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Member Moment: Ndeye Diallo

Ndeye Diallo
Ndeye Diallo

TESOL Member Moment celebrates our members’ achievements and contributions to the field of English language teaching. Continue reading

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What’s New at the Research Professional Council?

Jessie Curtis
Jessie Curtis

TESOL’s Research Professional Council highlights new research through teachers’ own stories of real-time engagement in times of challenge and change. Continue reading

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6 Scaffolds for ELs in a Virtual Classroom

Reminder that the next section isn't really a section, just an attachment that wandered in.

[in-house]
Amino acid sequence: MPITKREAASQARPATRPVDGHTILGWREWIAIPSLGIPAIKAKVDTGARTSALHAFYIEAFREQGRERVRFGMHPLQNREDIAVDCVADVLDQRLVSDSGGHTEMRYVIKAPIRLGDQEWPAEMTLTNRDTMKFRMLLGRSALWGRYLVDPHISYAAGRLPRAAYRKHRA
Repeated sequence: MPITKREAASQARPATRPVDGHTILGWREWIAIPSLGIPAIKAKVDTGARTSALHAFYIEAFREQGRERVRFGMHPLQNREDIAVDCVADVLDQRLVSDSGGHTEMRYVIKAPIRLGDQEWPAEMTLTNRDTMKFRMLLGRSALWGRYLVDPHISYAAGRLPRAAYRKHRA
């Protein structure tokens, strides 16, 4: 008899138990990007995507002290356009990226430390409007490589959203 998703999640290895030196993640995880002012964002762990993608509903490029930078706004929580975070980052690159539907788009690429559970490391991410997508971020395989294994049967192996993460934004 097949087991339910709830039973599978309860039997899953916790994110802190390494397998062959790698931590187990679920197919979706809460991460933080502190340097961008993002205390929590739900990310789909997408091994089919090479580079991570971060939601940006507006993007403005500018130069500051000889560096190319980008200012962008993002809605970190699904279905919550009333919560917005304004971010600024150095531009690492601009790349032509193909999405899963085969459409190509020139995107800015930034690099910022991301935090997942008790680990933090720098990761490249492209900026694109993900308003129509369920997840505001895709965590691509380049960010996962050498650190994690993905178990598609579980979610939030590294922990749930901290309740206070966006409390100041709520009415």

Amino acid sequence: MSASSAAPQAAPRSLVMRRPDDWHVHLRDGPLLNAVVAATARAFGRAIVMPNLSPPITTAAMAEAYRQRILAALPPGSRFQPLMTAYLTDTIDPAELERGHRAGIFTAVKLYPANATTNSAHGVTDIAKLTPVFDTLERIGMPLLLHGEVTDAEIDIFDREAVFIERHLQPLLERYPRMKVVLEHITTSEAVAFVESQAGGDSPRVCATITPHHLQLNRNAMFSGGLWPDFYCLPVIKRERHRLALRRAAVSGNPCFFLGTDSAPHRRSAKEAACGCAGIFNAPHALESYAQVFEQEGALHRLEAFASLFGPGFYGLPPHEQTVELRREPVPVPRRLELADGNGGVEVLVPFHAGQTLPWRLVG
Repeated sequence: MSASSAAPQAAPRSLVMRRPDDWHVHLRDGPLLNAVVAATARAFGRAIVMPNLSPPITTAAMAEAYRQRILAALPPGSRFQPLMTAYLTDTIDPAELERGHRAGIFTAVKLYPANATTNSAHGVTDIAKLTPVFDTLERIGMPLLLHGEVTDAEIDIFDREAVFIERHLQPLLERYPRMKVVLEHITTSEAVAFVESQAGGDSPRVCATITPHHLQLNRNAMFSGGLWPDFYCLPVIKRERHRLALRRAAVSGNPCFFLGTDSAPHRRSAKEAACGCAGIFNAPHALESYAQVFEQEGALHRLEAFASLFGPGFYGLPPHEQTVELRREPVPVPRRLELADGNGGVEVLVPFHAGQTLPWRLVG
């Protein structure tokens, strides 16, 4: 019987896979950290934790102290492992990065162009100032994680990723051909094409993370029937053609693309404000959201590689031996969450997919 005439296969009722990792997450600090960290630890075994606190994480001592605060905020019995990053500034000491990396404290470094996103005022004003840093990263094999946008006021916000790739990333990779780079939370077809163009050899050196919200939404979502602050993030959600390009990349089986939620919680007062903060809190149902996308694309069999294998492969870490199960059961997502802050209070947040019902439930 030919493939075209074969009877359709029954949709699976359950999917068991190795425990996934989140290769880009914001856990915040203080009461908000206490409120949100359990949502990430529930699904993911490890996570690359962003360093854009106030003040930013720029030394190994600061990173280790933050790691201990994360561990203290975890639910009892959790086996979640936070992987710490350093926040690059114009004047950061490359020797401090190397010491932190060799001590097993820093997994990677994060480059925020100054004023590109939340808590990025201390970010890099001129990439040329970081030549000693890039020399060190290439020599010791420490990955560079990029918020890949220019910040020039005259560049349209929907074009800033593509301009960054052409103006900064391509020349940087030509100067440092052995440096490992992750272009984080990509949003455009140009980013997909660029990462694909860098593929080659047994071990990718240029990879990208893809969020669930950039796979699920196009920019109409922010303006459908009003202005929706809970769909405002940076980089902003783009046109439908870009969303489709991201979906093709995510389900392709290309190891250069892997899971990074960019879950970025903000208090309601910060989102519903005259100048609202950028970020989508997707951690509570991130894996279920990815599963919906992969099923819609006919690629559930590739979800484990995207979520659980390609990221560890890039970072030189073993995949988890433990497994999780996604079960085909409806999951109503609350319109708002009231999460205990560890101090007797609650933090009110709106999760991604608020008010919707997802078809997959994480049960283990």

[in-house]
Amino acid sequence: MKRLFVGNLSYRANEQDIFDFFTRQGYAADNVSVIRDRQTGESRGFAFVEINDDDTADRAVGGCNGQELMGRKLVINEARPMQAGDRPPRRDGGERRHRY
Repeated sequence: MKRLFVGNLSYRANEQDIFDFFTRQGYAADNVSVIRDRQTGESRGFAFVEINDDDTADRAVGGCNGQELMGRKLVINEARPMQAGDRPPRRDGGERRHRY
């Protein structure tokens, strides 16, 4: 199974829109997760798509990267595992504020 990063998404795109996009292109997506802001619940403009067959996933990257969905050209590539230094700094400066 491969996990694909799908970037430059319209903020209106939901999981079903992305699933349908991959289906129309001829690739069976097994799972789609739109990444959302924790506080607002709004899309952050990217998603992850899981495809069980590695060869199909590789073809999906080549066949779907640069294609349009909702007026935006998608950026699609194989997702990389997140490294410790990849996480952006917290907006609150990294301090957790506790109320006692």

Judie Haynes
Judie Haynes

In May, 2020, I wrote a blog entitled “10 Scaffolds to Support EL Learning.” During a recent #ELLCHAT, a Twitter chat for teachers of English learners (ELs), we discussed scaffolds for ELs in virtual environments. The ideas that were tweeted by the participants were exceptional, and it occurred to me that the strategies mentioned in the chat would benefit all students who were learning virtually. One #ELLCHAT participant, Greg Hewley (@ghewley), a doctoral student who is currently teaching in Honduras, reported,

Confidence and well-being are so important. It is not easy for students right now and they need to feel good about learning in class. My students have been doing so well because they have scaffolds in place which lets them take chances and work on more difficult material that may be just out of reach.

This was the consensus of the group,  and I’d like to share six scaffolds that were mentioned on the chat. Continue reading

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Gaming to Meet the TESOL Technology Standards

Jeff Kuhn
Jeff Kuhn